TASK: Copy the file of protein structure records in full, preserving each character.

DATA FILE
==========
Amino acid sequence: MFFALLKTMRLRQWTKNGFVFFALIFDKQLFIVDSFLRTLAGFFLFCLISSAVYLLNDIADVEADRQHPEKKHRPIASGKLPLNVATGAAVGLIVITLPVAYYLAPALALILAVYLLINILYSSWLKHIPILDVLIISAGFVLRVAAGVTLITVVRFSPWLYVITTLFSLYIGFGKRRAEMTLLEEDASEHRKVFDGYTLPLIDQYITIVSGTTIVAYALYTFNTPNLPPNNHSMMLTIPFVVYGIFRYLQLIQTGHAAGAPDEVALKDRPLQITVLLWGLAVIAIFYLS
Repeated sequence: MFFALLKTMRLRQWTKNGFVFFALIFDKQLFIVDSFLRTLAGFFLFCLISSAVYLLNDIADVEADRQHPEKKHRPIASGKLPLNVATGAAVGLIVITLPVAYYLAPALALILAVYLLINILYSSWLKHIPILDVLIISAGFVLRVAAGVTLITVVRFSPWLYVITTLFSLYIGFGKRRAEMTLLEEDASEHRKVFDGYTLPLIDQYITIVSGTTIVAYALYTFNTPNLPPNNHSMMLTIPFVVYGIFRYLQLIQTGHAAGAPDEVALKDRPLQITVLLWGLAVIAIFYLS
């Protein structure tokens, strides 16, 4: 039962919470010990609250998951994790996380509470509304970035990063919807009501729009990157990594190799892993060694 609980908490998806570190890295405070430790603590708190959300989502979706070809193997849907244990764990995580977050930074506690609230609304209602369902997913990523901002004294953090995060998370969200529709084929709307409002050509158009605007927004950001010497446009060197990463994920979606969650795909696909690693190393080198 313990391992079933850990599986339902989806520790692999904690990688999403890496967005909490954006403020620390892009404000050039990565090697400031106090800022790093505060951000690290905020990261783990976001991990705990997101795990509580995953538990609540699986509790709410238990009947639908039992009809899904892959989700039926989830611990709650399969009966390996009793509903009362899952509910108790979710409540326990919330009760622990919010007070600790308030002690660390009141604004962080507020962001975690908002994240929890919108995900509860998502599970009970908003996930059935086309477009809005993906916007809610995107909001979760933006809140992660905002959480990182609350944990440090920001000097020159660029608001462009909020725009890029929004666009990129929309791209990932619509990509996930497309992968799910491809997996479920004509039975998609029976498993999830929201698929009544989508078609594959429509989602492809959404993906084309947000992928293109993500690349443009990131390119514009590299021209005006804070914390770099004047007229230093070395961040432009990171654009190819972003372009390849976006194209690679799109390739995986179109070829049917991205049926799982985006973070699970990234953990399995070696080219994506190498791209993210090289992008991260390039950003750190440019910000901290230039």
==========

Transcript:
Amino acid sequence: MFFALLKTMRLRQWTKNGFVFFALIFDKQLFIVDSFLRTLAGFFLFCLISSAVYLLNDIADVEADRQHPEKKHRPIASGKLPLNVATGAAVGLIVITLPVAYYLAPALALILAVYLLINILYSSWLKHIPILDVLIISAGFVLRVAAGVTLITVVRFSPWLYVITTLFSLYIGFGKRRAEMTLLEEDASEHRKVFDGYTLPLIDQYITIVSGTTIVAYALYTFNTPNLPPNNHSMMLTIPFVVYGIFRYLQLIQTGHAAGAPDEVALKDRPLQITVLLWGLAVIAIFYLS
Repeated sequence: MFFALLKTMRLRQWTKNGFVFFALIFDKQLFIVDSFLRTLAGFFLFCLISSAVYLLNDIADVEADRQHPEKKHRPIASGKLPLNVATGAAVGLIVITLPVAYYLAPALALILAVYLLINILYSSWLKHIPILDVLIISAGFVLRVAAGVTLITVVRFSPWLYVITTLFSLYIGFGKRRAEMTLLEEDASEHRKVFDGYTLPLIDQYITIVSGTTIVAYALYTFNTPNLPPNNHSMMLTIPFVVYGIFRYLQLIQTGHAAGAPDEVALKDRPLQITVLLWGLAVIAIFYLS
């Protein structure tokens, strides 16, 4: 039962919470010990609250998951994790996380509470509304970035990063919807009501729009990157990594190799892993060694 609980908490998806570190890295405070430790603590708190959300989502979706070809193997849907244990764990995580977050930074506690609230609304209602369902997913990523901002004294953090995060998370969200529709084929709307409002050509158009605007927004950001010497446009060197990463994920979606969650795909696909690693190393080198 313990391992079933850990599986339902989806520790692999904690990688999403890496967005909490954006403020620390892009404000050039990565090697400031106090800022790093505060951000690290905020990261783990976001991990705990997101795990509580995953538990609540699986509790709410238990009947639908039992009809899904892959989700039926989830611990709650399969009966390996009793509903009362899952509910108790979710409540326990919330009760622990919010007070600790308030002690660390009141604004962080507020962001975690908002994240929890919108995900509860998502599970009970908003996930059935086309477009809005993906916007809610995107909001979760933006809140992660905002959480990182609350944990440090920001000097020159660029608001462009909020725009890029929004666009990129929309791209990932619509990509996930497309992968799910491809997996479920004509039975998609029976498993999830929201698929009544989508078609594959429509989602492809959404993906084309947000992928293109993500690349443009990131390119514009590299021209005006804070914390770099004047007229230093070395961040432009990171654009190819972003372009390849976006194209690679799109390739995986179109070829049917991205049926799982985006973070699970990234953990399995070696080219994506190498791209993210090289992008991260390039950003750190440019910000901290230039």